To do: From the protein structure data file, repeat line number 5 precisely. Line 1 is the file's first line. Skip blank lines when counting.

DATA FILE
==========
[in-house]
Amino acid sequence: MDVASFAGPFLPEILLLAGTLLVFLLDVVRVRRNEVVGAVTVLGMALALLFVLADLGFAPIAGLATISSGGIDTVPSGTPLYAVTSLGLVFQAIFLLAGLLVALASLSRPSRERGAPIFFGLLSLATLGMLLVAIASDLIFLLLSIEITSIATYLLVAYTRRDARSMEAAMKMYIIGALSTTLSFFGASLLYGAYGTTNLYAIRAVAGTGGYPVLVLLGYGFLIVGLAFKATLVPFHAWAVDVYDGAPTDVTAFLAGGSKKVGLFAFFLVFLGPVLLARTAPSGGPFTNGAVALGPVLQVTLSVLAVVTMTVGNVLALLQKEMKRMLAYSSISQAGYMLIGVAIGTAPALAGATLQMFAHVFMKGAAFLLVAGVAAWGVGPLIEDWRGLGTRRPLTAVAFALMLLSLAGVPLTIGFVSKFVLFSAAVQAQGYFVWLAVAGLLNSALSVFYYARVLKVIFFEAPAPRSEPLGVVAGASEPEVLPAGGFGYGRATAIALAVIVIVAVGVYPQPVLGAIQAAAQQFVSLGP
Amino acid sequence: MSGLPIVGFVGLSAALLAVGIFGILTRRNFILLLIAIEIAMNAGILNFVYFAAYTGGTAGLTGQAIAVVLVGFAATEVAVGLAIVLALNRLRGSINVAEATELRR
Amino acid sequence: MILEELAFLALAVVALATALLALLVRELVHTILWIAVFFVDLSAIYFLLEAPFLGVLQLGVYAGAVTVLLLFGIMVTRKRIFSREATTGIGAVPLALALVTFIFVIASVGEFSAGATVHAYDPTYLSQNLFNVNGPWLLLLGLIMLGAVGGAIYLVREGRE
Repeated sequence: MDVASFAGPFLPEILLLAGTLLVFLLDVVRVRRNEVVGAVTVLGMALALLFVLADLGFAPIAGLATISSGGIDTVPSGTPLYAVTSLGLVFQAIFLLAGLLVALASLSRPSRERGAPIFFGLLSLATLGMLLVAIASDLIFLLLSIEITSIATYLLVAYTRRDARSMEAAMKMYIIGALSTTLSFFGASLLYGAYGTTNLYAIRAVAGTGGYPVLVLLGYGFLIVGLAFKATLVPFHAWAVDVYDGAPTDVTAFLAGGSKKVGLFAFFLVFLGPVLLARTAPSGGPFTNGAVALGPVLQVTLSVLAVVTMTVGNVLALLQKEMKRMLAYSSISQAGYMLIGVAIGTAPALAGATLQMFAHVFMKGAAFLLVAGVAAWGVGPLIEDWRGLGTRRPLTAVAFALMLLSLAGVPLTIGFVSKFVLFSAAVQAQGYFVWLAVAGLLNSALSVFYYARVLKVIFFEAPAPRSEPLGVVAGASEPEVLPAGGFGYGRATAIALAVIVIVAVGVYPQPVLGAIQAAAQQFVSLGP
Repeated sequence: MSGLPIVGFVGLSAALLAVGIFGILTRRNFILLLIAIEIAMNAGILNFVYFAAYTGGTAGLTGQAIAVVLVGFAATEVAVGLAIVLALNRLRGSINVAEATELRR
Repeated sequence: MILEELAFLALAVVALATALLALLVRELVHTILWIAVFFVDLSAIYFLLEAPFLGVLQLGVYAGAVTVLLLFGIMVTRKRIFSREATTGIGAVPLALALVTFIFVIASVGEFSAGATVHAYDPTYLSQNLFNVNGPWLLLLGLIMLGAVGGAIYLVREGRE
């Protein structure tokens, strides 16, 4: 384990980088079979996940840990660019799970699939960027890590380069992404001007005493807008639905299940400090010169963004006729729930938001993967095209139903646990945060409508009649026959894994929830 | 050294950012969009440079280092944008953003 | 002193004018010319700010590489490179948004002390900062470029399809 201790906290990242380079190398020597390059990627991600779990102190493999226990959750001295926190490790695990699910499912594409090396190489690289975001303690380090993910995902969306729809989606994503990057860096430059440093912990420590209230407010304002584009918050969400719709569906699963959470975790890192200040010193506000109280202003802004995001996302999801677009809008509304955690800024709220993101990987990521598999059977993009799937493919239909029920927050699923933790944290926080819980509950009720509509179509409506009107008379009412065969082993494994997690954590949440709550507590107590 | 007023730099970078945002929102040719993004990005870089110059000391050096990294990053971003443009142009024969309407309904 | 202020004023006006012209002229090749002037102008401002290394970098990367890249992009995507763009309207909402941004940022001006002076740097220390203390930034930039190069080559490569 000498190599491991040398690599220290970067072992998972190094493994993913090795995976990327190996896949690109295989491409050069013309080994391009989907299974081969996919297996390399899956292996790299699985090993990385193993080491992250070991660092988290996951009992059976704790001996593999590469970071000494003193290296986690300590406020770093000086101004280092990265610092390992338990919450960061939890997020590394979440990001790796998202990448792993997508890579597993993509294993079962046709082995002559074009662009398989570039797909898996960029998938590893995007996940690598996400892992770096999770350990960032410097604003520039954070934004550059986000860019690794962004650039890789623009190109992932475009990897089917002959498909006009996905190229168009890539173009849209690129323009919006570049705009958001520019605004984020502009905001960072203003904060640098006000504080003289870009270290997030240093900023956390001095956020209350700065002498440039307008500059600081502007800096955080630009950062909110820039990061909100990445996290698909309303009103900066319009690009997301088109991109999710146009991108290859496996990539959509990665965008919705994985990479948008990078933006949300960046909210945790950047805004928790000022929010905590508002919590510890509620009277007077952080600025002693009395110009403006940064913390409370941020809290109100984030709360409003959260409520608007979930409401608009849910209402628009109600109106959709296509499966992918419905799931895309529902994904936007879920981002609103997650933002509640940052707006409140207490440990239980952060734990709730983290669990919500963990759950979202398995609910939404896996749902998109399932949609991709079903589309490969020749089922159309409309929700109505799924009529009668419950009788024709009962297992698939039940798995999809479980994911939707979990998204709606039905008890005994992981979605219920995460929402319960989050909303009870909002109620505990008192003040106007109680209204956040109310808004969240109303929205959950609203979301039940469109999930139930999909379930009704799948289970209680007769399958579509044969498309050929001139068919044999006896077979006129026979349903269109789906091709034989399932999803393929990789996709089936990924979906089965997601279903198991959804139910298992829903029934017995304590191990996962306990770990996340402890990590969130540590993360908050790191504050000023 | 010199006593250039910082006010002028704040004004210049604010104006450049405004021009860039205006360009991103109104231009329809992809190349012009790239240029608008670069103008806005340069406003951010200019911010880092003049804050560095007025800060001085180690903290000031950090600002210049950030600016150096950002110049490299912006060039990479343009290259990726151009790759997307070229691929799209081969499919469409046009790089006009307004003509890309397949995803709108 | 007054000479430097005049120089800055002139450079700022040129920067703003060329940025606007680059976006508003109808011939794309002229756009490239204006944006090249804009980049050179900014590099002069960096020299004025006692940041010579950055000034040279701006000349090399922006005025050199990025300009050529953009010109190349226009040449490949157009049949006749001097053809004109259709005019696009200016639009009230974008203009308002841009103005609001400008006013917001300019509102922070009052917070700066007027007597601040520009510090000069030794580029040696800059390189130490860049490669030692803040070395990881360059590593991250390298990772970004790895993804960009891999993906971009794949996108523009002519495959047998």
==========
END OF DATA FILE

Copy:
Repeated sequence: MDVASFAGPFLPEILLLAGTLLVFLLDVVRVRRNEVVGAVTVLGMALALLFVLADLGFAPIAGLATISSGGIDTVPSGTPLYAVTSLGLVFQAIFLLAGLLVALASLSRPSRERGAPIFFGLLSLATLGMLLVAIASDLIFLLLSIEITSIATYLLVAYTRRDARSMEAAMKMYIIGALSTTLSFFGASLLYGAYGTTNLYAIRAVAGTGGYPVLVLLGYGFLIVGLAFKATLVPFHAWAVDVYDGAPTDVTAFLAGGSKKVGLFAFFLVFLGPVLLARTAPSGGPFTNGAVALGPVLQVTLSVLAVVTMTVGNVLALLQKEMKRMLAYSSISQAGYMLIGVAIGTAPALAGATLQMFAHVFMKGAAFLLVAGVAAWGVGPLIEDWRGLGTRRPLTAVAFALMLLSLAGVPLTIGFVSKFVLFSAAVQAQGYFVWLAVAGLLNSALSVFYYARVLKVIFFEAPAPRSEPLGVVAGASEPEVLPAGGFGYGRATAIALAVIVIVAVGVYPQPVLGAIQAAAQQFVSLGP